Following the recent discoveries of that range between statues, tombs and pyramids, Egypt has found more mummies.
While excavating the site in Dahshur, some 30 kilometers south of Cairo, where a hidden pyramid was discovered last month, the Ministry of Antiquities in Egypt announces today the discovery of a previously unknown burial chamber.
The hidden chamber is at least 3,800-years-old, as old as the pyramid, and is believed to belong to Hatshepset, the daughter of a pharaoh.
The pyramid itself remains a mystery, but it is thought to have been built for a king called Ameny-Qemau, who ruled in the early thirteenth dynasty of Egypt.
Inside the chamber, archaeologists found a wooden box that was engraved with three lines of hieroglyphs. Such boxes usually contain canopic jars, which were used to store human organs, such as the liver, intestines, stomach, lungs and heart, during mummification.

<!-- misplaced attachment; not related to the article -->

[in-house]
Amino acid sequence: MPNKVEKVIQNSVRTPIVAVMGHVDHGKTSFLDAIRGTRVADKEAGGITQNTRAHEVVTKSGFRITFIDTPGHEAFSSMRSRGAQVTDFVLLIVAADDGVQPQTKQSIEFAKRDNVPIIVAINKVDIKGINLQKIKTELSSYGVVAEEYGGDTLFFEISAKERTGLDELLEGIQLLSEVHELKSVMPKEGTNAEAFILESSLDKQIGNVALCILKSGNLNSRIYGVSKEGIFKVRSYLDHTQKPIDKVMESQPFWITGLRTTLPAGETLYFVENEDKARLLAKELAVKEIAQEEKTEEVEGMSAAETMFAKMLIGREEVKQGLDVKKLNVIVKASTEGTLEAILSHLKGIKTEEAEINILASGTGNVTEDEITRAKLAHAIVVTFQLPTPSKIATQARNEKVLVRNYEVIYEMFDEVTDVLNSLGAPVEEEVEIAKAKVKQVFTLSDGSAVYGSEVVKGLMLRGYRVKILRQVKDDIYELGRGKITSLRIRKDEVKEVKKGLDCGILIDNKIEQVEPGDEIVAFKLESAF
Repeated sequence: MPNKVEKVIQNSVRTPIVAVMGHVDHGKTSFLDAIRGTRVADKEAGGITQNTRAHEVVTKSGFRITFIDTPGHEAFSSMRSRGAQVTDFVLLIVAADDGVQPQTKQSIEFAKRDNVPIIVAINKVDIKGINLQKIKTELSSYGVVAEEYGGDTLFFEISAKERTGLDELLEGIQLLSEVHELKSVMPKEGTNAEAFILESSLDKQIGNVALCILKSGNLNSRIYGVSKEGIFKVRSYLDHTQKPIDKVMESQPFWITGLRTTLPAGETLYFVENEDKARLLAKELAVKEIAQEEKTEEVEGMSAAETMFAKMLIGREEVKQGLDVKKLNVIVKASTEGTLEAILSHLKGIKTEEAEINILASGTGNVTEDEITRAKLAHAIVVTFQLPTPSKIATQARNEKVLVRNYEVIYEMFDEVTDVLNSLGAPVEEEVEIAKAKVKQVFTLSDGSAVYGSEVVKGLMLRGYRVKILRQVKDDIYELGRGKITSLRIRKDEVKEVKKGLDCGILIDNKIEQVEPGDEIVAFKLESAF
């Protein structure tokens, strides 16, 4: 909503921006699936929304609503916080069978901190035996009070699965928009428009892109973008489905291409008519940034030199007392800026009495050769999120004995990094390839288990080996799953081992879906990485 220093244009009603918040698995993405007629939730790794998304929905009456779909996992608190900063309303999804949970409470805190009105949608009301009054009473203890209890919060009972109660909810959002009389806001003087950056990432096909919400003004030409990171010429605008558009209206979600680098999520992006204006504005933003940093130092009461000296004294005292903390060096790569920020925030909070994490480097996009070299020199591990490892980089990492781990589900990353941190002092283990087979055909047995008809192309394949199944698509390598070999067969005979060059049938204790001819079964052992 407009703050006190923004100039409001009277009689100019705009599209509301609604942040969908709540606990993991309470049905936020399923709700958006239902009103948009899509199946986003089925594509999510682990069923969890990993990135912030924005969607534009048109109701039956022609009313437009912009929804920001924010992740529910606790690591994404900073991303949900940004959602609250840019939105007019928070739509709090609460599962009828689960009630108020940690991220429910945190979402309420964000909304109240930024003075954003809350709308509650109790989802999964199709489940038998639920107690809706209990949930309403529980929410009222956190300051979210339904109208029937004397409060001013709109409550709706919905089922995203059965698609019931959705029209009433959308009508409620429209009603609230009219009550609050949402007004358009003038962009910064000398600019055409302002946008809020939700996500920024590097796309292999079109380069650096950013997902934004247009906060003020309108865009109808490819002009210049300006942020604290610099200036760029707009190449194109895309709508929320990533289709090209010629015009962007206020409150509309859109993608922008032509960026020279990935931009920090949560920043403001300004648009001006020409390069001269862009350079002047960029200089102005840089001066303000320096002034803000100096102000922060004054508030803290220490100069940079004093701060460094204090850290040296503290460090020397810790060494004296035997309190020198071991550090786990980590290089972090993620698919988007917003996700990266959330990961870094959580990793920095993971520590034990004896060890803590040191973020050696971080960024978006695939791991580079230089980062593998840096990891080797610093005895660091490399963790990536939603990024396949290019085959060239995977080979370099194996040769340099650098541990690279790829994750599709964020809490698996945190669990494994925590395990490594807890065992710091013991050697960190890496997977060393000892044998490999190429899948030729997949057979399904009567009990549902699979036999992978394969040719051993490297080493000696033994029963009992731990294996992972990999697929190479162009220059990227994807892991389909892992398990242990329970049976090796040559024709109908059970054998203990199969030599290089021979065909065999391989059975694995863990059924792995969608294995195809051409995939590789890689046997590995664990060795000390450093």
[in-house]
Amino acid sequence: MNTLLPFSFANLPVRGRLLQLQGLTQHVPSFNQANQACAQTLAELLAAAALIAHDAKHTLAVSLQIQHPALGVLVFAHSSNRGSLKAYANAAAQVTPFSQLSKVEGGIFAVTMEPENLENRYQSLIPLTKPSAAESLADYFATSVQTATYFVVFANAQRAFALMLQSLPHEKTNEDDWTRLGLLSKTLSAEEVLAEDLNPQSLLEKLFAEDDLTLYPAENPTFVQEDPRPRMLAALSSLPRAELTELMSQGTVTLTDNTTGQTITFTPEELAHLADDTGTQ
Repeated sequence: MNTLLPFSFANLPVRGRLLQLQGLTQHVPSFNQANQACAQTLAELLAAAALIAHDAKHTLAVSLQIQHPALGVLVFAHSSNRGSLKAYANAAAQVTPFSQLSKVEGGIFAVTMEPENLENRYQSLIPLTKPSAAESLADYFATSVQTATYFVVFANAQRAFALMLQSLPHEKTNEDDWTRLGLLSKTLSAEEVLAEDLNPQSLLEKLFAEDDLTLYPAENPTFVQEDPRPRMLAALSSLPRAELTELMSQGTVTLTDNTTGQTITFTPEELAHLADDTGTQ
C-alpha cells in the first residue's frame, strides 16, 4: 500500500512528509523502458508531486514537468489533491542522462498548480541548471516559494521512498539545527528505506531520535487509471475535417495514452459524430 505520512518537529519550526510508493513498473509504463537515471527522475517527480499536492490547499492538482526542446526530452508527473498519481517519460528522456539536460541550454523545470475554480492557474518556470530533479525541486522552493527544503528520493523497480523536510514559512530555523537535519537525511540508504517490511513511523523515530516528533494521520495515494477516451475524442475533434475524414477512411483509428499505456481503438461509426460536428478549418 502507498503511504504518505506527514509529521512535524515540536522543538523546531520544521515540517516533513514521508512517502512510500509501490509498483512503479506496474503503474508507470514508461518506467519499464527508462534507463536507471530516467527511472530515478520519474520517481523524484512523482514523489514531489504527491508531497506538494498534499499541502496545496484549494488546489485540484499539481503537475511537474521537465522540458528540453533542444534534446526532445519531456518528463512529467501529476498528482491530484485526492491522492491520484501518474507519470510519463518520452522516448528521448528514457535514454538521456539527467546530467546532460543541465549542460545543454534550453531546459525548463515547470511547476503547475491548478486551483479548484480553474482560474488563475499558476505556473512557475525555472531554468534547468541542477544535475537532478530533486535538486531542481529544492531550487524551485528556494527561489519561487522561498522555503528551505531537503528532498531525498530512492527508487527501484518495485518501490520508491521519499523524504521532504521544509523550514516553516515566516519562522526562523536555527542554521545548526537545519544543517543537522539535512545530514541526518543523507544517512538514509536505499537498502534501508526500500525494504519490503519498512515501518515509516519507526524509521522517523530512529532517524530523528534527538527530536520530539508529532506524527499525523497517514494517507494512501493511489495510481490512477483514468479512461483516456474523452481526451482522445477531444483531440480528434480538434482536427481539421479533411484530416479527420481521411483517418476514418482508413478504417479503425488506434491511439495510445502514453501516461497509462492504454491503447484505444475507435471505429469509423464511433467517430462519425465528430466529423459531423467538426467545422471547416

Following the news of this discovery, several reports have announced that archaeologists discovered an underground catacomb containing several mummies. However, the exact number of mummies is not clear since they have ranged from 16 to 32, depending on source.
A video showing archaeologists examining the newly found mummies was released following a press conferences in Tuna el-Gebel, also located south of Cairo.